While online estate planning services can sometimes save time and money, the quality, personalization, and clarity of the end product some of these services offer may not always be sufficient to protect your loved ones from headaches after you pass away. The decision to establish an estate plan through an attorney or through an online legal service depends on numerous factors including the type and size of assets you own, familial complexities, and budget. An article recently published in Forbes provides some points of consideration if you are weighing the pros and cons of DIY estate planning.

While there is not necessarily a right or wrong answer as to how you should go about establishing your estate plan, making sure you get an estate plan in place sooner rather than later is always a good idea.

To Trust, Or Not To Trust...

…that is the age-old question! In life, we learn from Shakespeare, “Love all, trust a few, do wrong to none.” But when it comes to managing your assets, is a trust really a good idea? The predictable answer: It depends. While there can be many benefits to establishing a trust, a trust may not always be necessary to accomplish one’s estate planning goals.

A recent piece in Forbes highlights the most compelling reasons why some individuals choose to put their assets into a trust. Some of these reasons include avoiding probate, protecting children or loved ones, and reducing estate taxes. Two different types of living trusts, revocable and irrevocable, can be utilized to accomplish different goals.

Alternatively, there may be other ways to achieve your estate planning goals without a living trust. For example, there are measures you can take to avoid probate without a trust such as setting up assets to transfer automatically upon your death. Assets that are held jointly with another person or that have beneficiaries or transfer/pay on death designees can be passed to loved ones outside of the probate process. Further, a testamentary trust can be written into a will to protect assets upon your death for the benefit of your children or loved ones. This type of trust would only come into existence upon your death. Additionally, Indiana and Ohio do not collect estate taxes, and the federal estate tax exemption is set at $11.4 million per person for 2019. As such, generally only very wealthy individuals in Indiana and Ohio will benefit from an irrevocable trust for the purpose of addressing estate tax concerns.

The decision to establish a trust can be complicated, but it should ultimately be based upon your personal estate planning goals.

Roses Are Red, Violets Are Blue, Getting Married? Here's What To Do...

If you are newly engaged or married, updating your estate plan is an important part of establishing your new life together with your spouse. Below are a few estate planning considerations for newlyweds:

  1. Beneficiaries: After getting married, you may wish to update your beneficiary designations on retirement accounts, brokerage accounts, and life insurance polices to include your new spouse.

  2. Property Titles: If you own real property or a vehicle prior to your marriage, you may choose to update your title to add your spouse as a joint titleholder.

  3. Wills: You will likely wish to account for your new spouse as a beneficiary in your will. Additionally, if you plan to have children, you can utilize your will to choose a guardian and make a plan for passing assets to your children.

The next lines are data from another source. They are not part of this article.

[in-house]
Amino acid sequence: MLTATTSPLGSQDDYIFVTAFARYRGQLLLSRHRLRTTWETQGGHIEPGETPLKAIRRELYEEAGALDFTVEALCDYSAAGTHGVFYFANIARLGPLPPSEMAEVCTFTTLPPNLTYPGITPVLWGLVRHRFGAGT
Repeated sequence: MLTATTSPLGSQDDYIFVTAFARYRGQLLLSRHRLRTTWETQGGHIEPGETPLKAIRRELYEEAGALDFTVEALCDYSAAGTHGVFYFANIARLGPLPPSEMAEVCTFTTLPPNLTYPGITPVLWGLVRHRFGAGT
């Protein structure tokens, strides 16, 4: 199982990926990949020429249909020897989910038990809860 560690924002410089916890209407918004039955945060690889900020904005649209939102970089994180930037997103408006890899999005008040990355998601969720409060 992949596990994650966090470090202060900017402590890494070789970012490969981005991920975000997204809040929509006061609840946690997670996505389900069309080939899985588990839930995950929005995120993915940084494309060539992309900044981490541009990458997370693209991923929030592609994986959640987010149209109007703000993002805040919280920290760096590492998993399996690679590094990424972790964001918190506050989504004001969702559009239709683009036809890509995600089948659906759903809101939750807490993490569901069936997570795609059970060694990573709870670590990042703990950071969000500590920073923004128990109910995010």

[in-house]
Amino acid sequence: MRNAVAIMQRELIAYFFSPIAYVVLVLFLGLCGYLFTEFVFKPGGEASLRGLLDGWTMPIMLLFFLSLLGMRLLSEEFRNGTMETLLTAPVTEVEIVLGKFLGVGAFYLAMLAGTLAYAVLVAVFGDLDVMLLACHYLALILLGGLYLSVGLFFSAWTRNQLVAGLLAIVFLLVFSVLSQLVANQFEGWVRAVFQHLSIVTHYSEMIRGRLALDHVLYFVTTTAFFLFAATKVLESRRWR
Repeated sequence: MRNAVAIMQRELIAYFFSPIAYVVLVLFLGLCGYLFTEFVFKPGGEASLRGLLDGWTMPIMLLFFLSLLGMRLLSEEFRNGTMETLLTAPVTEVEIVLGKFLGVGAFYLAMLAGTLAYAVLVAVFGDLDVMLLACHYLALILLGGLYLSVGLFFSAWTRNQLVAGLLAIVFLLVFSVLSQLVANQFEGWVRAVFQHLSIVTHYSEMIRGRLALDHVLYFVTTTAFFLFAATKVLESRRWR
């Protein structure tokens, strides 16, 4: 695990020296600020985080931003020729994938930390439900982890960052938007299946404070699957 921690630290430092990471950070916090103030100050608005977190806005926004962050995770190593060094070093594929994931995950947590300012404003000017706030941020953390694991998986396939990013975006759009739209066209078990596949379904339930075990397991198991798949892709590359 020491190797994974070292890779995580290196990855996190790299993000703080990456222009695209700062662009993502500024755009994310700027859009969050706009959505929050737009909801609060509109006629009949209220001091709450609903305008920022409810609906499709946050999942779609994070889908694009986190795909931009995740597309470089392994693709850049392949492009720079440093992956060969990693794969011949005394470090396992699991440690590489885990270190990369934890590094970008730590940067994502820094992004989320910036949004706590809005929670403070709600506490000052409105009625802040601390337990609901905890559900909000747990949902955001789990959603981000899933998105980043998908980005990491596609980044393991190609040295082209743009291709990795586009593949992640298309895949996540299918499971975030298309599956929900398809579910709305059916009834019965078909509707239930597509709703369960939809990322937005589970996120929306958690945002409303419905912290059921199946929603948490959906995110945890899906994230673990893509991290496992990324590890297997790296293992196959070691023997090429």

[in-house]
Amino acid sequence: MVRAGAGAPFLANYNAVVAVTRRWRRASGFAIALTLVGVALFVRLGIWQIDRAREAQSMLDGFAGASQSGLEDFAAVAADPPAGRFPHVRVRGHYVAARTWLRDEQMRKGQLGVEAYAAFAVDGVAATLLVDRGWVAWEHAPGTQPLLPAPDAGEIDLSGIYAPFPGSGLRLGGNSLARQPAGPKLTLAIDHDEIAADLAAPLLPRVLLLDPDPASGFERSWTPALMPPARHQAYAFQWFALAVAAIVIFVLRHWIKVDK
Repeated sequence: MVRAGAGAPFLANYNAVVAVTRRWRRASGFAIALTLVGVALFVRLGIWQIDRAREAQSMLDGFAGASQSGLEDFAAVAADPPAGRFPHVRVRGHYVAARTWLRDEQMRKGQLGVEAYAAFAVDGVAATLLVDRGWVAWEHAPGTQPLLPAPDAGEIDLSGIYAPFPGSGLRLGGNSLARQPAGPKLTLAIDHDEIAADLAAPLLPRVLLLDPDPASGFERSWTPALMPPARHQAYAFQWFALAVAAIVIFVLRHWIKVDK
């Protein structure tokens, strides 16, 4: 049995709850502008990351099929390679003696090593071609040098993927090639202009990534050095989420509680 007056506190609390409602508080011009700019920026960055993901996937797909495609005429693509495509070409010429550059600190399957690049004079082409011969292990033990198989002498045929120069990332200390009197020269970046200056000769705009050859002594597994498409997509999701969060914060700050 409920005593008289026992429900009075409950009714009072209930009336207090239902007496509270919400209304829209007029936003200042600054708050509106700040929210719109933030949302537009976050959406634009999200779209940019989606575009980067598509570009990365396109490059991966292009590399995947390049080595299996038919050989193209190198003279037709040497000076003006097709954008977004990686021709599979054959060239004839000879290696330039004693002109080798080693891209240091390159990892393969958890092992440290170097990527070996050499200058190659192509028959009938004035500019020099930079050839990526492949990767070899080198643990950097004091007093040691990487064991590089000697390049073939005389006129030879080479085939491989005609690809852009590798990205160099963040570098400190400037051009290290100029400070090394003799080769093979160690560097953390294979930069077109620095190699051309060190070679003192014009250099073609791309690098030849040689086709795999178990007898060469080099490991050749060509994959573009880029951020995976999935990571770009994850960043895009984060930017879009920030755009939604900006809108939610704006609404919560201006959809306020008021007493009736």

4. Powers of Attorney: Spouses typically designate each other as primary agents for purposes of making financial and medical decisions in the event of incapacitation.

Show your new spouse some love by planning for the future.

New Year Estate Tax Exemption

For 2019, the IRS has announced that the lifetime estate and gift tax exemption amount has increased to $11.4 per person, or $22.8 million for a married couple. This means that an individual may pass $11.4 million in assets without facing federal estate taxes. Married couples may still pass assets to each other upon the death of one spouse free of federal estate taxes. The surviving spouse may then elect to utilize the deceased spouse’s exemption amount (called “portability”) which would allow the surviving spouse to pass up to $22.8 million in assets free of federal estate taxes.

The annual gift exclusion amount remains at $15,000 for 2019. This means that each individual can gift up to $15,000 to an unlimited number of individual recipients without cutting into their $11.4 million individual lifetime estate and gift tax exemption allowance .

Check out this 2019 estate tax update from Forbes for more information on 2019 estate taxes.

Make A Quick List, Check It Twice

Wondering where to start as you consider creating an estate plan? Thinking through this short and sweet checklist will give you a solid foundation for your estate plan:

  • Beneficiaries: Who will get your assets when you pass away? Friends, family, charities?

  • Specific Gifts: Do you have any special items such as family heirlooms or jewelry that you would like certain individuals to receive after you pass away?

  • Trustee: Who will manage assets on behalf of your children if you pass away while they are young?

  • Executor: Who do you trust to distribute your assets as you have spelled out in your will?

  • Financial Representative (POA): Who should make decisions regarding your finances and other personal business if you become incapacitated?

  • Health Care Representative (POA): Who should make medical decisions on your behalf if you become incapacitated?

  • Living Will: If you are in a terminal state as determined by a physician and unable to make decisions on your own, would you like to receive life-prolonging care, or would you prefer to receive comfort care only?

Best wishes for a safe and happy holiday season to you and your family!